I exhort them to declare themselves pastiche artists of the personal essay. I remind students that if pastiche is unfamiliar to them and it is , collage, with its scissors and paste protocol, is universally memorable from childhood, and carries none of the connotations of "bad imitation" or "fraudulence" that still attach to the art of pastiche, which "retains its ties to the older hodgepodge pate m signifying "a mess," "confusione mentale," "or bad work" Hoesterey, 2.
When collage comes into play, "paste" comes up immediately, its semantic link to pastiche obvious yet compelling. From this vantage, I ask for the contemporary musical manifestation o pastiche structuration.
Students instantly pop in with the latest permutations of "hip-hop. The question of how new knowledge is produced through pastiche even captures students majoring in science, who see clear connections to pastiche in "gene splicing.
They must quote three extended passages from an assigned essay and then respond to each selected passage by choosing from three required points of view.
I summarize the guidelines for quotation and commentary below. For one of the. The RRJs themselves follow a kind of pastiche structuration and suggest something of a "pastiche effect" as students add to them week by week.
By mixing and matching the parallel histories of the commonplace book and the personal journal, students are in effect starting the art of the pastiche essay that began with Montaigne. I teach three times a week, and we generally cover two essays by a given essayist in one fifty-minute meeting.
I require a RRJ for particular essayists,! Of the thirty RRJs I require of students over the course of a semester, roughly half are determined by me so that we can accumulate a common stock of "raw material" for pursuing what I call "the art of digital pastiche.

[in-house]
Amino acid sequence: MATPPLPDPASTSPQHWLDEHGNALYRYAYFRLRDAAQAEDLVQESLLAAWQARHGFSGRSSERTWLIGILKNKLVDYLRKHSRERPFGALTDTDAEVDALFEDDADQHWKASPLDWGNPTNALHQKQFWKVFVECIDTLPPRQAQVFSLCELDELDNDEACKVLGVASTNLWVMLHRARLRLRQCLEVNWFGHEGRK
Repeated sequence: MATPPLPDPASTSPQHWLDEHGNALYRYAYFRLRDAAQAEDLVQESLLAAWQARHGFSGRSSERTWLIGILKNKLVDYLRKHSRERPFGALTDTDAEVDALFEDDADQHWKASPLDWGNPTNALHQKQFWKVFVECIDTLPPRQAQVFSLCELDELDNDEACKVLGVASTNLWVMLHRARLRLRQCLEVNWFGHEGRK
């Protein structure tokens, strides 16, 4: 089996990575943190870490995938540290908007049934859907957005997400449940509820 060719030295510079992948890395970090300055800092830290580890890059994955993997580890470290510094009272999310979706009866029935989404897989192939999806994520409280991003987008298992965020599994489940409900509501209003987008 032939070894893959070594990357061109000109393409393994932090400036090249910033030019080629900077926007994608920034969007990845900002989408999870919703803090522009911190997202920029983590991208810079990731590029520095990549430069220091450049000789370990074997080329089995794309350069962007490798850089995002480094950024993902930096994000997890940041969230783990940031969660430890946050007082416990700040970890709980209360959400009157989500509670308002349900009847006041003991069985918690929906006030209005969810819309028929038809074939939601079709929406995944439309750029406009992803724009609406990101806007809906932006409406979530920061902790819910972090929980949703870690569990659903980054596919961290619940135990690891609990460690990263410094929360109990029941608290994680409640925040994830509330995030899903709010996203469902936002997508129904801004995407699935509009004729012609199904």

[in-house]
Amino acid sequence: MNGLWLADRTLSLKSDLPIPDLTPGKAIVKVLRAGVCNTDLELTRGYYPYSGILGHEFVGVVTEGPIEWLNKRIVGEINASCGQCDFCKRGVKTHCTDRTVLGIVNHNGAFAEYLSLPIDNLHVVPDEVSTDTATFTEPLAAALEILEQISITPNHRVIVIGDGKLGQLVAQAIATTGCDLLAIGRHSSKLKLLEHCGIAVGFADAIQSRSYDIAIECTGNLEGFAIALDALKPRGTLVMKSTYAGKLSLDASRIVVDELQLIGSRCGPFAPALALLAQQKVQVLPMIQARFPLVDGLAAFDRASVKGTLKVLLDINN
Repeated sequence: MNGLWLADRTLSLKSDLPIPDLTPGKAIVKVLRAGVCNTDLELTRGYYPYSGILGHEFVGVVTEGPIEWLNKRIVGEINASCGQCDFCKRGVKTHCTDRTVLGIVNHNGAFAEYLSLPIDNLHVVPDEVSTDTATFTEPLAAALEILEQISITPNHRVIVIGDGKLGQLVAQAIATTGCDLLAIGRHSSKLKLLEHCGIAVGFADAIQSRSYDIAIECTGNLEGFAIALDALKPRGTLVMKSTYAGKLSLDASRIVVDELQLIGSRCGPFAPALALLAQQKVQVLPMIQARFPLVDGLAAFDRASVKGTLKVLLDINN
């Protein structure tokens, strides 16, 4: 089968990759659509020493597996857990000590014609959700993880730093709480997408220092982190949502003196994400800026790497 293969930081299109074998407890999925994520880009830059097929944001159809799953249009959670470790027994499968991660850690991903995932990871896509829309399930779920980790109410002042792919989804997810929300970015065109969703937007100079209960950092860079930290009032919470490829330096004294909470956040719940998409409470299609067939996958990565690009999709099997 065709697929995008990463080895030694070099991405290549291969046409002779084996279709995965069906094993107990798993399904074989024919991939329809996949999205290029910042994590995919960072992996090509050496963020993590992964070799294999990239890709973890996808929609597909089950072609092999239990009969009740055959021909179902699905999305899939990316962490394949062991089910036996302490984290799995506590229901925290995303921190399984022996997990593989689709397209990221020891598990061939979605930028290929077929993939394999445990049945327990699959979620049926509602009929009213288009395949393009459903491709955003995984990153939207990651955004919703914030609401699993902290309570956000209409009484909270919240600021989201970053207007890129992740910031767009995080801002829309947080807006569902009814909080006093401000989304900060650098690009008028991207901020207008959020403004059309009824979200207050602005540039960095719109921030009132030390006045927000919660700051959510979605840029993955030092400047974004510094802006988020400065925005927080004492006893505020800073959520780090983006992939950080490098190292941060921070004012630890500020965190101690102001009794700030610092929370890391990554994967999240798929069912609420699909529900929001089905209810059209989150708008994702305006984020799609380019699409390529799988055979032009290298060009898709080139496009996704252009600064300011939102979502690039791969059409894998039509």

This double act of academic referencing exercises students' growing sense of a selection theory in ways that the other two "personal" and "intrapersonal" selections do Direct from the Disciplines not. I open each Forum, starting with Seneca.
In a class of twenty-five students, and with ten such forums, the math is easy, but the sum of their archived writing is astounding—approximately two hundred and fifty entries on the History of the Personal Essay from Seneca to Beer- bohm.
I give them guidelines for starting their own pastiche experiments using their word processors' cut and paste functions to sample and remix from the Discussion Boards dedicated to the history of the personal essay from Seneca to Steele.
They do this by copying an entire Discussion Board—on Montaigne's "Of a Monstrous Child," for example—to a new Word document on their laptops. When they go through and cut away all cited material, they are left with the texts of their own and their peers' "reader responses.
I hand out the ground rules for practicing digital pastiche, but first try to give them a bit more historical precedent for what they are about to undertake.
Rules and Tools for Pasticheurs Jay David Bolter, who reminds us that "disrupting the stability of the [printed] text Richard Lanham also writes of the Dadaists' "prophetic melange" that helped launch the tradition of "experimental humanism" , And William S. All writing is in fact cut-ups. A collage of words read, heard, overheard. Abeeha Tariq. Due to their lack of limitations, essays are used for many reasons and the personal approach is one that many use when attempting the essay genre.
Personal essays find their roots in the earliest essays of all time; those of Michel de Montaigne - the inventor of the essay genre who created the experimental and personal essay form Atwan Since their creation, essays have been commonly referred to as personal prose pieces. Leslie Fiedler remarked that from Montaigne "descend all essayists who remain essentially autobiographers, all explorers of the self" 1.
Personal essayists entice the readers, drawing them in to experience matters and the world with themselves and to, as Fiedler puts, discover the self 1.
Many personal essays provide a sense of informality, engaging the reader on a more intimate level rather than their objective counterparts which are often viewed as authoritative, distant and didactic rather than relaxed. These inviting, informal aspects of personal essays make them highly enjoyable to read. Some essayists write for themselves and others write for various people, actively hoping to engage a readership with their ideas, beliefs, meditations and stories.